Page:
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NCAR Climate Expert: Hurricanes To Intensify as Earth Warms

June 16, 2005

BOULDER—Warmer oceans, more moisture in the atmosphere, and other factors suggest that human-induced climate change will increase hurricane intensity and rainfall, according to climate expert Kevin Trenberth of the National Center for Atmospheric Research. His paper, "Uncertainty in Hurricanes and Global Warming," appears in the Perspectives section of the June 17 issue of Science.

Kevin Trenberth
Kevin Trenberth. (Photo by Carlye Calvin, UCAR Digital Image Library.)

"Trends in human-influenced environmental changes are now evident in hurricane regions," says Trenberth. "These changes are expected to affect hurricane intensity and rainfall, but the effect on hurricane numbers remains unclear. The key scientific question is how hurricanes are changing."

Trenberth's paper follows extensive tropical activity last year, including a record number of hurricane landfalls affecting Florida and typhoons striking Japan. These landfalls were related to persistent large-scale circulation features that steered these systems toward land, Trenberth says. It is unclear how global warming will affect these circulation patterns, he adds.

The strongest links between hurricane intensity and climate change, according to Trenberth, are a long-term rise in ocean temperatures and an increase in atmospheric water vapor. Both processes are already under way and expected to continue, he says. The additional water vapor will tend to produce heavier rains within hurricanes and an increased risk of flooding at landfall, Trenberth notes.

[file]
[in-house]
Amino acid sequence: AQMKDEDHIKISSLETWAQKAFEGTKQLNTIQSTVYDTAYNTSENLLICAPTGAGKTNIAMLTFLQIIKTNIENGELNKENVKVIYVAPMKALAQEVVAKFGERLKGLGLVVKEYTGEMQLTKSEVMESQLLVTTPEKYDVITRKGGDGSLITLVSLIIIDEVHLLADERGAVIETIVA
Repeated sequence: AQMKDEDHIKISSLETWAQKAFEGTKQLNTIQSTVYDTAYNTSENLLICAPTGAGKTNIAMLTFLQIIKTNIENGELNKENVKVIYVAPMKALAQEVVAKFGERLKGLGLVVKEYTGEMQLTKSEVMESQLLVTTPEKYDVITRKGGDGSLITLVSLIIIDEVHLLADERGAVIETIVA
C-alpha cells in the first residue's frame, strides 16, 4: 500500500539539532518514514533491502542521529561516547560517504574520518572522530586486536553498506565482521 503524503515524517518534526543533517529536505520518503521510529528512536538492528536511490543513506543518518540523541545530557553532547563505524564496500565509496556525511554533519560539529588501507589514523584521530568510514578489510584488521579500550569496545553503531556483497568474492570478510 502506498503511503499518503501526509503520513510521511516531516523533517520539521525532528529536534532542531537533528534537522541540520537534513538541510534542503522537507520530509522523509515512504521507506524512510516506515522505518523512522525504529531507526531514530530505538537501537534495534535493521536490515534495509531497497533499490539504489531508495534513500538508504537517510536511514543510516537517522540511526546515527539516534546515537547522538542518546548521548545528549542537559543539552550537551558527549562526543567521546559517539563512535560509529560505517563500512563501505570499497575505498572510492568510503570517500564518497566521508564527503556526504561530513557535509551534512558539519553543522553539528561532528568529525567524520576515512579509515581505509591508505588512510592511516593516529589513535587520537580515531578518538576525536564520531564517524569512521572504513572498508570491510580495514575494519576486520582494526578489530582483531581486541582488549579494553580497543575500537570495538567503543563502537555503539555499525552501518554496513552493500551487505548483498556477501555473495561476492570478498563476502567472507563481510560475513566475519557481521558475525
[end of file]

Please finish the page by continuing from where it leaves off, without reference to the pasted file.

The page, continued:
Most hurricanes that strike the U.S. coastline are born in the tropical North Atlantic, where sea-surface temperatures over the last decade have been the warmest on record. Water vapor over oceans worldwide has increased by about 2% since 1988. The warmer sea surface and moister atmosphere furnish potential energy for the showers and thunderstorms that fuel hurricanes.

"Computer models also suggest a shift in hurricane intensities toward extreme hurricanes," says Trenberth.

Much more uncertain is the effect of human-induced climate change on hurricane numbers and landfalls. Models disagree on how global warming might affect the wind shear that can either support or discourage hurricane formation.

Globally, the number of hurricanes and typhoons tends to hold relatively steady from year to year. When activity increases in the Atlantic, it often decreases in the Pacific, and vice versa, based in part on El Niño and La Niña.

Ivan - Click to enlarge
Ivan was one of four hurricanes that pummeled the Florida coast in 2004. (Color-enhanced composite satellite image courtesy NASA-GSFC, data from NOAA GOES.) (Click on the image to enlarge.)

Trenberth points out that, because hurricane numbers vary so greatly on a regional level from year to year and decade to decade, it is difficult to use statistical techniques to extract longer-term trends in the number of hurricanes that form and where they move.

"There is no sound theoretical basis for drawing any conclusions about how anthropogenic climate change affects hurricane numbers or tracks, and thus how many hit land," Trenberth says.

Trenberth's analysis was supported by the National Science Foundation, NCAR's primary sponsor.

 Related sites on the World Wide Web 

On the Record: Hurricanes and global warming press conference, 10/21/2004

Kevin Trenberth's home page


The National Center for Atmospheric Research and UCAR Office of Programs are operated by UCAR under the sponsorship of the National Science Foundation and other agencies. Opinions, findings, conclusions, or recommendations expressed in this publication do not necessarily reflect the views of any of UCAR's sponsors.

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